where PushedFilters only returns records in the d_mont_seq column that is within the 1200 to 1211 range, or a few records only. Compared to flat files, where the entire table (every column and every row) is read, as shown in the physical plan:

[                  Scan CsvRelation(hdfs://*,false,|,",null,PERMISSIVE,COMMONS,false,false,StructType(StructField(d_date_sk,IntegerType,false), StructField(d_date_id,StringType,false), StructField(d_date,StringType,true), StructField(d_month_seq,LongType,true), StructField(d_week_seq,LongType,true), StructField(d_quarter_seq,LongType,true), StructField(d_year,LongType,true), StructField(d_dow,LongType,true), StructField(d_moy,LongType,true), StructField(d_dom,LongType,true), StructField(d_qoy,LongType,true), StructField(d_fy_year,LongType,true), StructField(d_fy_quarter_seq,LongType,true), StructField(d_fy_week_seq,LongType,true), StructField(d_day_name,StringType,true), StructField(d_quarter_name,StringType,true), StructField(d_holiday,StringType,true), StructField(d_weekend,StringType,true), StructField(d_following_holiday,StringType,true), StructField(d_first_dom,LongType,true), StructField(d_last_dom,LongType,true), StructField(d_same_day_ly,LongType,true), StructField(d_same_day_lq,LongType,true), StructField(d_current_day,StringType,true), StructField(d_current_week,StringType,true), StructField(d_current_month,StringType,true), StructField(d_current_quarter,StringType,true), StructField(d_current_year,StringType,true)))[d_date_sk#141,d_date_id#142,d_date#143,d_month_seq#144L,d_week_seq#145L,d_quarter_seq#146L,d_year#147L,d_dow#148L,d_moy#149L,d_dom#150L,d_qoy#151L,d_fy_year#152L,d_fy_quarter_seq#153L,d_fy_week_seq#154L,d_day_name#155,d_quarter_name#156,d_holiday#157,d_weekend#158,d_following_holiday#159,d_first_dom#160L,d_last_dom#161L,d_same_day_ly#162L,d_same_day_lq#163L,d_current_day#164,d_current_week#165,d_current_month#166,d_current_quarter#167,d_current_year#168]]

4. Higher scan throughput in Spark 1.6.0

The Databricks’ Spark 1.6.0 release blog mentioned significant Parquet scan throughput because a “more optimized code path” is used. To show this in real world, we ran query 97 in Spark 1.5.1 and in 1.6.0 and captured nmon data. The improvement is very obvious.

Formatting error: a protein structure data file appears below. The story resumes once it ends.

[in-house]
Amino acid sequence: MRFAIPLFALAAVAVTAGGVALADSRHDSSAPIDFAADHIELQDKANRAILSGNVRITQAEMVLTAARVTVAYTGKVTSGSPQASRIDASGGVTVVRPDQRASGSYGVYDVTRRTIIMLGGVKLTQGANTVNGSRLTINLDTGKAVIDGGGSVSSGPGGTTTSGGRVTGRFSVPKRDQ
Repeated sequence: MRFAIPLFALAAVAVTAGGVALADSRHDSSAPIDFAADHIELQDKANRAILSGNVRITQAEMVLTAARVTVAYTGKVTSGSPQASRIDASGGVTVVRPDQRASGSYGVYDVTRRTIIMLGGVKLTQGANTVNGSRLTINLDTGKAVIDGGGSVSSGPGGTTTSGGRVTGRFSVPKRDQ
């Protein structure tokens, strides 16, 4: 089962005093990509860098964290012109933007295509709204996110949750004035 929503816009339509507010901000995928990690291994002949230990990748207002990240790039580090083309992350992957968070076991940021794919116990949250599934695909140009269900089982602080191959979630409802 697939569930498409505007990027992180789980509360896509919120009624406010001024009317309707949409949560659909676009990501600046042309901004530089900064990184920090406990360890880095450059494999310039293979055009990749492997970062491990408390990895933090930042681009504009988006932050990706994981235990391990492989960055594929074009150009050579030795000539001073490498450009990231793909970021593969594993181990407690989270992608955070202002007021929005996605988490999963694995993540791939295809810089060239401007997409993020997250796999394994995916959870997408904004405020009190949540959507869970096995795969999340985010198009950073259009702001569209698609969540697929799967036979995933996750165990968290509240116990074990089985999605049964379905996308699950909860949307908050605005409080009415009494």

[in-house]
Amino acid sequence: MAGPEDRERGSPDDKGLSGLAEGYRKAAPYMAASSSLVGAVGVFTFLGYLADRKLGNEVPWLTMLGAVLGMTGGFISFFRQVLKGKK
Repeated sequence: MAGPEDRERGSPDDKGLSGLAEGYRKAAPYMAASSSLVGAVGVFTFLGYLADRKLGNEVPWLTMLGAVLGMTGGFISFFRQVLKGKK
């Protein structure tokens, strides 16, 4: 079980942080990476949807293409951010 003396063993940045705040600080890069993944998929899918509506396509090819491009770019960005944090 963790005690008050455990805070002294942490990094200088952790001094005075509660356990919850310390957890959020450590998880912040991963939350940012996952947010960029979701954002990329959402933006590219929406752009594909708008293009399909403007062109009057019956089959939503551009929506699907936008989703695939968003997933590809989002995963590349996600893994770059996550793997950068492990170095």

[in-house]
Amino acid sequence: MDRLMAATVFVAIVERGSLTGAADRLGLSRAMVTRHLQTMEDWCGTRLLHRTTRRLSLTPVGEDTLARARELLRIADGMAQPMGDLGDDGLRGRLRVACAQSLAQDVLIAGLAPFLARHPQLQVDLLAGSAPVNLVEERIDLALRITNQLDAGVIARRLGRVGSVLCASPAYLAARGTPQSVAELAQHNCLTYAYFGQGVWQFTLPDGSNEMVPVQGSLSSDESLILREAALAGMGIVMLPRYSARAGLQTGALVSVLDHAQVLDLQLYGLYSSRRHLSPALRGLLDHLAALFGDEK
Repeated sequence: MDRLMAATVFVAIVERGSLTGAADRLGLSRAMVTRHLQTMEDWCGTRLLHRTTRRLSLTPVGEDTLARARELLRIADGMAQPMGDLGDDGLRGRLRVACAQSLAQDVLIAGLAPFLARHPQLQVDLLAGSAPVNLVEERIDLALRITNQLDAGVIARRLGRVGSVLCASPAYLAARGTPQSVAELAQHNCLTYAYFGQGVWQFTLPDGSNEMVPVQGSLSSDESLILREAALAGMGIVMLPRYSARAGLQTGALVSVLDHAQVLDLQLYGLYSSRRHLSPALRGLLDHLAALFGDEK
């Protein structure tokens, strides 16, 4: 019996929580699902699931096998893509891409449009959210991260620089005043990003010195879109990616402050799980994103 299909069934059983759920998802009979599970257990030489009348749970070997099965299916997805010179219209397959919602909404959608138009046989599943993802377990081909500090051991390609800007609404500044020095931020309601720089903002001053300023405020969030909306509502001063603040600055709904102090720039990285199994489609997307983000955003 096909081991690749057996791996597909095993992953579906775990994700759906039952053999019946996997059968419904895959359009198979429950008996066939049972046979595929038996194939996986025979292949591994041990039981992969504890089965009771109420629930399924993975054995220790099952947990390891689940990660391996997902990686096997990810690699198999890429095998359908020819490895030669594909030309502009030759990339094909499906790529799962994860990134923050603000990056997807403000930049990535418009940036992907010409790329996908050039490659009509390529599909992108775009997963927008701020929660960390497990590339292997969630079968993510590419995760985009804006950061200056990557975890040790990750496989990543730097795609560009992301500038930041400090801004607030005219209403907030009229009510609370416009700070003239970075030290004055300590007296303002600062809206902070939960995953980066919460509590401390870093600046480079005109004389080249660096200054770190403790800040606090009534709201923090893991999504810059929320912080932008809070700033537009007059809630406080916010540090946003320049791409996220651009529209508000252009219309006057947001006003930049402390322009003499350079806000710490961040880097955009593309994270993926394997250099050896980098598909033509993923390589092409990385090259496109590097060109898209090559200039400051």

First, the query response time is reduced by half: query 97 took 138 seconds in Spark 1.5.1 and 60 seconds in 1.6.0.

Query 97 using Parquet
Query 97 times in seconds using Parquet

Second, CPU usage on worker nodes is much lower in Spark 1.6.0, mostly attributed by SPARK-11787:

Query 97 CPU usage Spark 1.6.0
Query 97 CPU usage in Spark 1.6.0, peaks at 70%
Query 97 CPU uage Spark 1.5.1
Query 97 CPU usage in Spark 1.5.1, peaks at 100%

Related to the above, disk read throughput is 50% higher in Spark 1.6.0:
Disk read throughput of Spark 1.5.1 and 1.6.0

5. Efficient Spark execution graph

In addition to smarter readers such as in Parquet, data formats also directly impact Spark execution graph because one major input to the scheduler is RDD count. In our example where we run the same query 97 on Spark 1.5.1 using text and Parquet, we got the following execution pattern for the stages.

Using text – there are many long-running stages (note the unit on y-axis is milliseconds)
Execution stages using text

Using Parquet, though more stages, jobs executed very quickly and created only two longer-running stages toward the end. This indicates cleaner parent-child stage boundaries therefore less intermediate data is needed to save to disk and/or travel via network among nodes, speeding up the end-to-end execution.
Execution stages using Parquet


Parquet is great for use with Spark SQL. Not only the compression rate is desirable, it also allows reading only records of interest through selected columns only and through low-level reader filters. So it is worth your time to encode your existing flat files even if multiple passes on data maybe required.

Disclaimer: The spark-sql-perf workload is derived from the TPC-DS Benchmark and as such is not comparable to published TPC-DS Benchmark results.

7 comments on"5 Reasons to Choose Parquet for Spark SQL"

  1. […] In addition to smarter readers such as in Parquet, data formats also directly impact Spark execution graph because one major input to the scheduler is RDD count. In our example where we run the same query 97 on Spark 1.5.1 using text and Parquet, we got the following execution pattern for the stages. Read more […]

  2. […] same type are stored in each column, it allows for effective encoding techniques. Lastly, Spark is known to work better with […]

  3. Worked for me. Thanks Jesse!

  4. […] IBM evaluated multiple data formats for Spark SQL showed Parquet to be: […]

  5. Aravind Krishnakumar November 18, 2016

    It is a really good article! Thanks for sharing

  6. Pretty absurd to compare a format like Parquet to plain text. Choosing Parquet over text is hardly about performance, it’d make a lot more sense to compare Parquet with ORC, if you actually wanted to compare performance differences between columnar formats.